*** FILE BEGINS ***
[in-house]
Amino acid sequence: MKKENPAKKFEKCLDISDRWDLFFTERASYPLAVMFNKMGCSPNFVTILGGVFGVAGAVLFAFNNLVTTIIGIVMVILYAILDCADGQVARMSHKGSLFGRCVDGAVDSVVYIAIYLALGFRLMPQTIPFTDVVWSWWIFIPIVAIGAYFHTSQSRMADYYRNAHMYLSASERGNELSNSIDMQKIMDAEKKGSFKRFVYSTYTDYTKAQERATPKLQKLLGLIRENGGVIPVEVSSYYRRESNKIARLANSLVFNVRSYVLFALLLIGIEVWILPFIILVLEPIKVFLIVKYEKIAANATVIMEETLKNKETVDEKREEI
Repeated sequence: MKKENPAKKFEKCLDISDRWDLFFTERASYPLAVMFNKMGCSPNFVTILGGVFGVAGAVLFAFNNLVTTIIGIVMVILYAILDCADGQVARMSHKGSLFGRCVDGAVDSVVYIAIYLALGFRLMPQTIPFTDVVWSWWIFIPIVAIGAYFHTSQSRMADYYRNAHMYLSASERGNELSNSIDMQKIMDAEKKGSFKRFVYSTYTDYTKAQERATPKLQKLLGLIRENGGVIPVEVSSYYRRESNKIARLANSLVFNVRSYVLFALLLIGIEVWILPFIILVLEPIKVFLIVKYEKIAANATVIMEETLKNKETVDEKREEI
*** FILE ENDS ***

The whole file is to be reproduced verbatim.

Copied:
[in-house]
Amino acid sequence: MKKENPAKKFEKCLDISDRWDLFFTERASYPLAVMFNKMGCSPNFVTILGGVFGVAGAVLFAFNNLVTTIIGIVMVILYAILDCADGQVARMSHKGSLFGRCVDGAVDSVVYIAIYLALGFRLMPQTIPFTDVVWSWWIFIPIVAIGAYFHTSQSRMADYYRNAHMYLSASERGNELSNSIDMQKIMDAEKKGSFKRFVYSTYTDYTKAQERATPKLQKLLGLIRENGGVIPVEVSSYYRRESNKIARLANSLVFNVRSYVLFALLLIGIEVWILPFIILVLEPIKVFLIVKYEKIAANATVIMEETLKNKETVDEKREEI
Repeated sequence: MKKENPAKKFEKCLDISDRWDLFFTERASYPLAVMFNKMGCSPNFVTILGGVFGVAGAVLFAFNNLVTTIIGIVMVILYAILDCADGQVARMSHKGSLFGRCVDGAVDSVVYIAIYLALGFRLMPQTIPFTDVVWSWWIFIPIVAIGAYFHTSQSRMADYYRNAHMYLSASERGNELSNSIDMQKIMDAEKKGSFKRFVYSTYTDYTKAQERATPKLQKLLGLIRENGGVIPVEVSSYYRRESNKIARLANSLVFNVRSYVLFALLLIGIEVWILPFIILVLEPIKVFLIVKYEKIAANATVIMEETLKNKETVDEKREEI